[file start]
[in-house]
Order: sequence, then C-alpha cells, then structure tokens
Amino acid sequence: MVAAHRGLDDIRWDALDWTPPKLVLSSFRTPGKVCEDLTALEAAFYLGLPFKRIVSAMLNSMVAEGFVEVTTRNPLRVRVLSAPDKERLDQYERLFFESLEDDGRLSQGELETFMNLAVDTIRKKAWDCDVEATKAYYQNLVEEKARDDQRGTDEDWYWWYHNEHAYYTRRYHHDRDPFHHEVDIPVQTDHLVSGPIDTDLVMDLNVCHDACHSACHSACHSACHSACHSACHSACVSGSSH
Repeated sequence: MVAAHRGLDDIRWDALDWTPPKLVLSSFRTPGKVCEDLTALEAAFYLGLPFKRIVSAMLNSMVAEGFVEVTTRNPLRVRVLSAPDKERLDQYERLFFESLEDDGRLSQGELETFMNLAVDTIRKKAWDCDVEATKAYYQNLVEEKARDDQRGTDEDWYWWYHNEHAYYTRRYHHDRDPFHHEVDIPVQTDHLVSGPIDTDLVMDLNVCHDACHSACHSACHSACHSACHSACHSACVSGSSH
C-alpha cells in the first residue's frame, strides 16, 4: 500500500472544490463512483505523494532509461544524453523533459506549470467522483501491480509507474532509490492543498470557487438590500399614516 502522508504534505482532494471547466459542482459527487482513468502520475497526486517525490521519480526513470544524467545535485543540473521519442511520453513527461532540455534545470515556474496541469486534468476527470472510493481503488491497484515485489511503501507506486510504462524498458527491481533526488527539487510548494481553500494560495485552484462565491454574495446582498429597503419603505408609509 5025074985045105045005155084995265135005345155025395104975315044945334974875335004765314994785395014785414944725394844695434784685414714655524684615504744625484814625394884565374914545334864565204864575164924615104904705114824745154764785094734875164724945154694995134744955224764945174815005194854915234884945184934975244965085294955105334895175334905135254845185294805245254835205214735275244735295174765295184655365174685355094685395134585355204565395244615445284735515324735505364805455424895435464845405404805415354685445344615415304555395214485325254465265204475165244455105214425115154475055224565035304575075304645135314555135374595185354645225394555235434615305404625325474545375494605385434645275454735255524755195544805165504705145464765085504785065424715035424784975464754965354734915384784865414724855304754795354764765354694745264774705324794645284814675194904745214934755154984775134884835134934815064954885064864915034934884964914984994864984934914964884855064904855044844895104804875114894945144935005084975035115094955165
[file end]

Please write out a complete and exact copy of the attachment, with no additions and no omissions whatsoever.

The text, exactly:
[in-house]
Order: sequence, then C-alpha cells, then structure tokens
Amino acid sequence: MVAAHRGLDDIRWDALDWTPPKLVLSSFRTPGKVCEDLTALEAAFYLGLPFKRIVSAMLNSMVAEGFVEVTTRNPLRVRVLSAPDKERLDQYERLFFESLEDDGRLSQGELETFMNLAVDTIRKKAWDCDVEATKAYYQNLVEEKARDDQRGTDEDWYWWYHNEHAYYTRRYHHDRDPFHHEVDIPVQTDHLVSGPIDTDLVMDLNVCHDACHSACHSACHSACHSACHSACHSACVSGSSH
Repeated sequence: MVAAHRGLDDIRWDALDWTPPKLVLSSFRTPGKVCEDLTALEAAFYLGLPFKRIVSAMLNSMVAEGFVEVTTRNPLRVRVLSAPDKERLDQYERLFFESLEDDGRLSQGELETFMNLAVDTIRKKAWDCDVEATKAYYQNLVEEKARDDQRGTDEDWYWWYHNEHAYYTRRYHHDRDPFHHEVDIPVQTDHLVSGPIDTDLVMDLNVCHDACHSACHSACHSACHSACHSACHSACVSGSSH
C-alpha cells in the first residue's frame, strides 16, 4: 500500500472544490463512483505523494532509461544524453523533459506549470467522483501491480509507474532509490492543498470557487438590500399614516 502522508504534505482532494471547466459542482459527487482513468502520475497526486517525490521519480526513470544524467545535485543540473521519442511520453513527461532540455534545470515556474496541469486534468476527470472510493481503488491497484515485489511503501507506486510504462524498458527491481533526488527539487510548494481553500494560495485552484462565491454574495446582498429597503419603505408609509 5025074985045105045005155084995265135005345155025395104975315044945334974875335004765314994785395014785414944725394844695434784685414714655524684615504744625484814625394884565374914545334864565204864575164924615104904705114824745154764785094734875164724945154694995134744955224764945174815005194854915234884945184934975244965085294955105334895175334905135254845185294805245254835205214735275244735295174765295184655365174685355094685395134585355204565395244615445284735515324735505364805455424895435464845405404805415354685445344615415304555395214485325254465265204475165244455105214425115154475055224565035304575075304645135314555135374595185354645225394555235434615305404625325474545375494605385434645275454735255524755195544805165504705145464765085504785065424715035424784975464754965354734915384784865414724855304754795354764765354694745264774705324794645284814675194904745214934755154984775134884835134934815064954885064864915034934884964914984994864984934914964884855064904855044844895104804875114894945144935005084975035115094955165